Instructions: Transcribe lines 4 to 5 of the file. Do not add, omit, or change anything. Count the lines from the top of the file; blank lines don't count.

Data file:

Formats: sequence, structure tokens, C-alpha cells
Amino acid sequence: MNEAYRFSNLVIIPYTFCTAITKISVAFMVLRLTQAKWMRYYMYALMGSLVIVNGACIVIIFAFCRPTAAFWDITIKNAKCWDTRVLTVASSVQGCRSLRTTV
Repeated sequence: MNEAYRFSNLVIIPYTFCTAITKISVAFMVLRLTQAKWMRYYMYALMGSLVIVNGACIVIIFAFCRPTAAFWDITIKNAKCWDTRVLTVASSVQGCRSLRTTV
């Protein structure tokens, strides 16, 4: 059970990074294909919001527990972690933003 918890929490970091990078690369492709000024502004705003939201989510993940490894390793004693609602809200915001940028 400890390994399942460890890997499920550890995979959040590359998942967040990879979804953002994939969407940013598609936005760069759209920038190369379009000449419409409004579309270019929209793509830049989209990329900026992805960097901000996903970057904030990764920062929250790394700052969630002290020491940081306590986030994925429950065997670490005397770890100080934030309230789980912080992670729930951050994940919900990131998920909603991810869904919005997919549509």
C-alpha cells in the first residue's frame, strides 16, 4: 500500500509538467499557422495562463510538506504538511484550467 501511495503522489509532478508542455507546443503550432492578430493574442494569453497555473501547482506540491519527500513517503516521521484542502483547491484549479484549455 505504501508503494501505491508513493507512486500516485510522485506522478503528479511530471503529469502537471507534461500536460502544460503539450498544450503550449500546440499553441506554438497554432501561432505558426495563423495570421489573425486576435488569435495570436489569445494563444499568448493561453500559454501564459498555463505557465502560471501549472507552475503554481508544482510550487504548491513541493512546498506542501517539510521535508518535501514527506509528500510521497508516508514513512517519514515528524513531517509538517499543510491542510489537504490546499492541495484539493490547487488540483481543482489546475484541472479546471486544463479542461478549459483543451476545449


């Protein structure tokens, strides 16, 4: 059970990074294909919001527990972690933003 918890929490970091990078690369492709000024502004705003939201989510993940490894390793004693609602809200915001940028 400890390994399942460890890997499920550890995979959040590359998942967040990879979804953002994939969407940013598609936005760069759209920038190369379009000449419409409004579309270019929209793509830049989209990329900026992805960097901000996903970057904030990764920062929250790394700052969630002290020491940081306590986030994925429950065997670490005397770890100080934030309230789980912080992670729930951050994940919900990131998920909603991810869904919005997919549509």
C-alpha cells in the first residue's frame, strides 16, 4: 500500500509538467499557422495562463510538506504538511484550467 501511495503522489509532478508542455507546443503550432492578430493574442494569453497555473501547482506540491519527500513517503516521521484542502483547491484549479484549455 505504501508503494501505491508513493507512486500516485510522485506522478503528479511530471503529469502537471507534461500536460502544460503539450498544450503550449500546440499553441506554438497554432501561432505558426495563423495570421489573425486576435488569435495570436489569445494563444499568448493561453500559454501564459498555463505557465502560471501549472507552475503554481508544482510550487504548491513541493512546498506542501517539510521535508518535501514527506509528500510521497508516508514513512517519514515528524513531517509538517499543510491542510489537504490546499492541495484539493490547487488540483481543482489546475484541472479546471486544463479542461478549459483543451476545449